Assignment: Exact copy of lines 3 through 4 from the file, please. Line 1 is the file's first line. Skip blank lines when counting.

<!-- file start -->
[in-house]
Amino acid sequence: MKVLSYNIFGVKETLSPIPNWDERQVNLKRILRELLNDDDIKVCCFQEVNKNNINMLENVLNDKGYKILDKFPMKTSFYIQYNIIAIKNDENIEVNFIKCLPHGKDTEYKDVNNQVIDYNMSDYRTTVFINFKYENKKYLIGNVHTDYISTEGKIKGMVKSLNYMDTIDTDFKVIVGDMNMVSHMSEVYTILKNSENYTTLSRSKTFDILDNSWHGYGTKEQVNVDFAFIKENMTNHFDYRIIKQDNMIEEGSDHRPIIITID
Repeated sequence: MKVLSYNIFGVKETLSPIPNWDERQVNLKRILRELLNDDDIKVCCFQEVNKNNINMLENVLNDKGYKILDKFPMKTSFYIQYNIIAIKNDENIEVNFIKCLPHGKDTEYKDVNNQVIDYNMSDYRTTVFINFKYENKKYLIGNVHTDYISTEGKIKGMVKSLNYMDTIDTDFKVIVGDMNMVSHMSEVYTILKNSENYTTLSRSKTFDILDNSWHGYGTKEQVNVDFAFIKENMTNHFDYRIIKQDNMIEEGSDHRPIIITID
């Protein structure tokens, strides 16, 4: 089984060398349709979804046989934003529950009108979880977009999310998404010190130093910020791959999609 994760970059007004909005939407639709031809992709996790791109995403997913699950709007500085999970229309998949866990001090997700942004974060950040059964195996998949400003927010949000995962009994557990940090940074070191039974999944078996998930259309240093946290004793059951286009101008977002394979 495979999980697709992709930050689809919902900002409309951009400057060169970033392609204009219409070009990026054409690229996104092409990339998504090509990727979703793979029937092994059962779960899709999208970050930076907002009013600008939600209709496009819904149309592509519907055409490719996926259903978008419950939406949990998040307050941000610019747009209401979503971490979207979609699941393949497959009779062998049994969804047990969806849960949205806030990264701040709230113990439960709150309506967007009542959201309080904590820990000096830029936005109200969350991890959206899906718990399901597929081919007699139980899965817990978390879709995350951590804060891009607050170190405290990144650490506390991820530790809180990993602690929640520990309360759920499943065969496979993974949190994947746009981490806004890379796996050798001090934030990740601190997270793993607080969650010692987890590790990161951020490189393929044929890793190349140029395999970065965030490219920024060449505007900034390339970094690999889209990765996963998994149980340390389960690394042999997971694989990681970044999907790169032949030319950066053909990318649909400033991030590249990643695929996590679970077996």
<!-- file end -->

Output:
Repeated sequence: MKVLSYNIFGVKETLSPIPNWDERQVNLKRILRELLNDDDIKVCCFQEVNKNNINMLENVLNDKGYKILDKFPMKTSFYIQYNIIAIKNDENIEVNFIKCLPHGKDTEYKDVNNQVIDYNMSDYRTTVFINFKYENKKYLIGNVHTDYISTEGKIKGMVKSLNYMDTIDTDFKVIVGDMNMVSHMSEVYTILKNSENYTTLSRSKTFDILDNSWHGYGTKEQVNVDFAFIKENMTNHFDYRIIKQDNMIEEGSDHRPIIITID
């Protein structure tokens, strides 16, 4: 089984060398349709979804046989934003529950009108979880977009999310998404010190130093910020791959999609 994760970059007004909005939407639709031809992709996790791109995403997913699950709007500085999970229309998949866990001090997700942004974060950040059964195996998949400003927010949000995962009994557990940090940074070191039974999944078996998930259309240093946290004793059951286009101008977002394979 495979999980697709992709930050689809919902900002409309951009400057060169970033392609204009219409070009990026054409690229996104092409990339998504090509990727979703793979029937092994059962779960899709999208970050930076907002009013600008939600209709496009819904149309592509519907055409490719996926259903978008419950939406949990998040307050941000610019747009209401979503971490979207979609699941393949497959009779062998049994969804047990969806849960949205806030990264701040709230113990439960709150309506967007009542959201309080904590820990000096830029936005109200969350991890959206899906718990399901597929081919007699139980899965817990978390879709995350951590804060891009607050170190405290990144650490506390991820530790809180990993602690929640520990309360759920499943065969496979993974949190994947746009981490806004890379796996050798001090934030990740601190997270793993607080969650010692987890590790990161951020490189393929044929890793190349140029395999970065965030490219920024060449505007900034390339970094690999889209990765996963998994149980340390389960690394042999997971694989990681970044999907790169032949030319950066053909990318649909400033991030590249990643695929996590679970077996």